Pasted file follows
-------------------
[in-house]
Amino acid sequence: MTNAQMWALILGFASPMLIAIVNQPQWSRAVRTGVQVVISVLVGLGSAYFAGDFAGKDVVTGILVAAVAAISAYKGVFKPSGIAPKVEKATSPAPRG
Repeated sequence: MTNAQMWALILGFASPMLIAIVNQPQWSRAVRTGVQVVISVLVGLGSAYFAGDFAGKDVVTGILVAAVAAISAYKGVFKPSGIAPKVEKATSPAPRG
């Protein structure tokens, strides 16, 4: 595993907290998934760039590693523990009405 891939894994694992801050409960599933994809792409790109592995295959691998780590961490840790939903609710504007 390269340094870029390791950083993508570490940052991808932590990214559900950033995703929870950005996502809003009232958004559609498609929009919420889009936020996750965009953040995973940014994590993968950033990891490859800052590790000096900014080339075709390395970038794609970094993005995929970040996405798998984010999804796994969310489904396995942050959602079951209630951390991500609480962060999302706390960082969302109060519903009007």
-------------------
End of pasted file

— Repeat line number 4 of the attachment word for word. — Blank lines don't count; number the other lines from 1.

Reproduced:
């Protein structure tokens, strides 16, 4: 595993907290998934760039590693523990009405 891939894994694992801050409960599933994809792409790109592995295959691998780590961490840790939903609710504007 390269340094870029390791950083993508570490940052991808932590990214559900950033995703929870950005996502809003009232958004559609498609929009919420889009936020996750965009953040995973940014994590993968950033990891490859800052590790000096900014080339075709390395970038794609970094993005995929970040996405798998984010999804796994969310489904396995942050959602079951209630951390991500609480962060999302706390960082969302109060519903009007």